Skype has had its share of bad news lately, with a malware attack following close on the heels of a massive outage. Current events raise questions about Skype’s technology that won’t — and shouldn’t — go away.
One is the perennial architecture question: proprietary (Skype) vs. open (SIP). Recently I asked SIP application company Counterpath’s CTO Jason Fischl to talk about it. Fischl was also the architect of TelTel’s SIP-based VoIP system.
“When you’re trying to design a system to scale there are two places you can have a problem: design of the protocol or in a bug in the implementation,” he explains.
And quite simply, in protocol design as in so many of life’s other arenas, numbers count.
“In the case of SIP we have protocol design by people who’ve been designing telecom protocols for many years.” People like Cisco and Nortel telecommunications engineers, who have generations of experience with the problems that can crop up in communications networks.
“In the case of Skype, they have a very small group,” he continues. “The advantage [for Skype] is that they can make it simple. But a lot fewer people are looking at it. It’s a monoculture. The same group of people are making all the decisions — and the decisions are made for tactical reasons rather than technical reasons.”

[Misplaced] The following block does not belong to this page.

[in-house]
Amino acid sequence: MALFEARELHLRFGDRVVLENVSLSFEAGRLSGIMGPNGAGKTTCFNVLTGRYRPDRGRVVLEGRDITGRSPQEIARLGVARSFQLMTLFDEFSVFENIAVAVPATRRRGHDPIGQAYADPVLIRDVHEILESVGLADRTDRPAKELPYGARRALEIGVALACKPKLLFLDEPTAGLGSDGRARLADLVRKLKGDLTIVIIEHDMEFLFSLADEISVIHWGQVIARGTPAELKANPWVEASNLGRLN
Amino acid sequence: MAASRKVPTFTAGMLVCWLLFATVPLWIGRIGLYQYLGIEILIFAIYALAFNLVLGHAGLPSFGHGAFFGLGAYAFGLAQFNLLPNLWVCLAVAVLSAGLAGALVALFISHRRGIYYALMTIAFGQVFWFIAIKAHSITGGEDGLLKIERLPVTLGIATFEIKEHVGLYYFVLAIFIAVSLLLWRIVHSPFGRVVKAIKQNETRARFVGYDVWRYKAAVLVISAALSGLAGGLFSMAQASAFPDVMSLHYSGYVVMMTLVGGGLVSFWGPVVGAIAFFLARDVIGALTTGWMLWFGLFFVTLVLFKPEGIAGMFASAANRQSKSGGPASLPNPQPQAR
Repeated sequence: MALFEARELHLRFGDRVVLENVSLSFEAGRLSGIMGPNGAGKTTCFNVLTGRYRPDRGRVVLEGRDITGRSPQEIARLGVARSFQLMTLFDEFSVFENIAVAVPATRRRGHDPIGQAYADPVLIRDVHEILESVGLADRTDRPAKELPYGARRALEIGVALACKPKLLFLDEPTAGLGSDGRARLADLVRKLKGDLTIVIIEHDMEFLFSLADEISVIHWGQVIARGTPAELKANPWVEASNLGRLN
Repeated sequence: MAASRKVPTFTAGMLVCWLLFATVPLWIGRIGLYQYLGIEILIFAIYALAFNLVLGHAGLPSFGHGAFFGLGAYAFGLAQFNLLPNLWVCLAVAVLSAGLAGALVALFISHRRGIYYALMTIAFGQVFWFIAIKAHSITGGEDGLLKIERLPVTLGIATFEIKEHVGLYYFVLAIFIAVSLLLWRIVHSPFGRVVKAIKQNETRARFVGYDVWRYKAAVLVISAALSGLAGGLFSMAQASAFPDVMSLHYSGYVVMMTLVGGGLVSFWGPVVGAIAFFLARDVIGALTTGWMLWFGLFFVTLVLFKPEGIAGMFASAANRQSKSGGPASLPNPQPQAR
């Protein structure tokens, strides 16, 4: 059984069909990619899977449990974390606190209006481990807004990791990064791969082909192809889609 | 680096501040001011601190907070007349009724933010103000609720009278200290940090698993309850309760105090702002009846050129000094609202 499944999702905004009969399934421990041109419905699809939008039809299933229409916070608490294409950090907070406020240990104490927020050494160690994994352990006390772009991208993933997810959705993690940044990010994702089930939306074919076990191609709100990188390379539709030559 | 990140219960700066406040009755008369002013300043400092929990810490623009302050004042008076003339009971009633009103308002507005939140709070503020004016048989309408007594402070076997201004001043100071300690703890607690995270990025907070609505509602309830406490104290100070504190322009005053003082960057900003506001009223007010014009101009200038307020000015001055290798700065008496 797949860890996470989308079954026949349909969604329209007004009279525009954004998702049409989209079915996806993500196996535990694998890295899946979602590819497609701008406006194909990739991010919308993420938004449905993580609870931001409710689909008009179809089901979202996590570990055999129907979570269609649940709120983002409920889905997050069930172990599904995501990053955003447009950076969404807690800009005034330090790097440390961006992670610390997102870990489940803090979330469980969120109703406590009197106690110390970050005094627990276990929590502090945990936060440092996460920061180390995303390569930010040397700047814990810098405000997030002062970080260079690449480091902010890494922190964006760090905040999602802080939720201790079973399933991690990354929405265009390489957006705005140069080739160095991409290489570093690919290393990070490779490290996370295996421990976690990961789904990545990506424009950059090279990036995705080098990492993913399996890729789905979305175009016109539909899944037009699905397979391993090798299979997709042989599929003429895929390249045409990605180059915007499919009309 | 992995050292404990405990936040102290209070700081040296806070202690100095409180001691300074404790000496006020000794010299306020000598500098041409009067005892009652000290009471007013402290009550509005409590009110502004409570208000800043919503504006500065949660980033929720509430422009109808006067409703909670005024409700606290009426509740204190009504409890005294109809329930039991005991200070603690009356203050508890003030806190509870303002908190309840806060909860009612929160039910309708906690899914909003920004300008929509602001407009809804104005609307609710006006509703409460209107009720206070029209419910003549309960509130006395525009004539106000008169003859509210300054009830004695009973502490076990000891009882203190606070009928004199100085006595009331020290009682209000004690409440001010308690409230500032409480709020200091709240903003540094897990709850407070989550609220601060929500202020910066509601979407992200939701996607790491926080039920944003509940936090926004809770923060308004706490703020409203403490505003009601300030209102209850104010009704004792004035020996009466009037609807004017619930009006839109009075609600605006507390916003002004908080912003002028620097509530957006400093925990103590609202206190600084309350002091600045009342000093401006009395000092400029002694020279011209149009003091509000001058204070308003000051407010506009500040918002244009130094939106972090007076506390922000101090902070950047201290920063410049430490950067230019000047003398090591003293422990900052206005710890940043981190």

And then there’s implementation execution. Here, too, more is better.
“When you see the problems Skype had, you see the advantages of SIP. In the case of SIP, you’ve got hundreds — even thousands — of implementations. Lots of service providers implement SIP. Any problem they have isn’t going to affect the entire population — just their customers. Lots of different vendors implementing is a nice benefit.
“But the consequences of a flaw in the case of Skype — it’s a catastrophe,” adds Fischl. “There are no other implementations.”
Fischl suggests that Skype’s outage may have had more to do with the centralized aspect of Skype’s architecture than the peer-to-peer dimension. “One of the [problematic] things about their [Skype’s]architecture is that the authorization of users is done on a central server. That leaves open a vulnerability.”
SIP, by contrast, has a distributed authorization process. “It relies on an overlay network. You make a query into the overlay network and find out how to contact subscribers.”
Further, the IETF’s — Internet Engineering Task Force — peer-to-peer SIP working group is looking at an architecture that will do complete peer-to-peer SIP without a server at any point.
“One of the fundamental requirements is that you won’t need a central server when you login — only when you sign up. The consequence is that if servers went down you wouldn’t get new customers, but customers can still make calls.”
Fischl confesses to being puzzled that Skype hasn’t embraced SIP. “To being with, they’ve already got SIP gateways — why not go further down the road? I think if they took that approach — augment the network, let any SIP endpoint connect — they’d have a huge network of vendors building devices.
“Who knows?” Fischl adds, “Maybe they’re going down that road.”